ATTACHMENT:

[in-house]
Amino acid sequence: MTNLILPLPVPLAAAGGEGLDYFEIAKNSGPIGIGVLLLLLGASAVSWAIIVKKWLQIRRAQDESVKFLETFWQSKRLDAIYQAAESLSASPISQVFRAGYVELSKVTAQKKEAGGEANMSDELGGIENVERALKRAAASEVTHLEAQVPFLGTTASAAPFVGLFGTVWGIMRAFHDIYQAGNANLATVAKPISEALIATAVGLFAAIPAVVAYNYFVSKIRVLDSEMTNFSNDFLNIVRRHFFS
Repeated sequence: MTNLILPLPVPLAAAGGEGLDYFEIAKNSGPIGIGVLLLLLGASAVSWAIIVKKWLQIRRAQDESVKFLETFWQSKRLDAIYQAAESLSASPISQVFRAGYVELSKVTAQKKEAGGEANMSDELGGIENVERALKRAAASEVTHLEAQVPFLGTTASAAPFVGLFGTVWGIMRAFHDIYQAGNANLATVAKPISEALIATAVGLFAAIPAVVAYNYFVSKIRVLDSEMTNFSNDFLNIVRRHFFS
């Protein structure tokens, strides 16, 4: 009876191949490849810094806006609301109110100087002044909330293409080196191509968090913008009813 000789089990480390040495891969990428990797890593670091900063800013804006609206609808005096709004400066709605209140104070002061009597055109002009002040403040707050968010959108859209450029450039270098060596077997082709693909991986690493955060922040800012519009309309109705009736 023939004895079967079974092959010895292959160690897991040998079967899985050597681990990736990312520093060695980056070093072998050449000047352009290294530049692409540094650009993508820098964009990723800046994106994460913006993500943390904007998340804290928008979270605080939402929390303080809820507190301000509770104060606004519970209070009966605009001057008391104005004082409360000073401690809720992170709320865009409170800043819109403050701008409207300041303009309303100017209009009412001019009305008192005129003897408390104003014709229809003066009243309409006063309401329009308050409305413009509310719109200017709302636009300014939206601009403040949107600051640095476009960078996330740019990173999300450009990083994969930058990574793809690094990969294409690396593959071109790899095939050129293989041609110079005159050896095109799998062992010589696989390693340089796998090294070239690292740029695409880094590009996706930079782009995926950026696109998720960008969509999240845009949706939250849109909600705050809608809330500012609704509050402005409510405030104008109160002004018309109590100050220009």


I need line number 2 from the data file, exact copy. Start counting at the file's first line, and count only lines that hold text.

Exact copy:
Amino acid sequence: MTNLILPLPVPLAAAGGEGLDYFEIAKNSGPIGIGVLLLLLGASAVSWAIIVKKWLQIRRAQDESVKFLETFWQSKRLDAIYQAAESLSASPISQVFRAGYVELSKVTAQKKEAGGEANMSDELGGIENVERALKRAAASEVTHLEAQVPFLGTTASAAPFVGLFGTVWGIMRAFHDIYQAGNANLATVAKPISEALIATAVGLFAAIPAVVAYNYFVSKIRVLDSEMTNFSNDFLNIVRRHFFS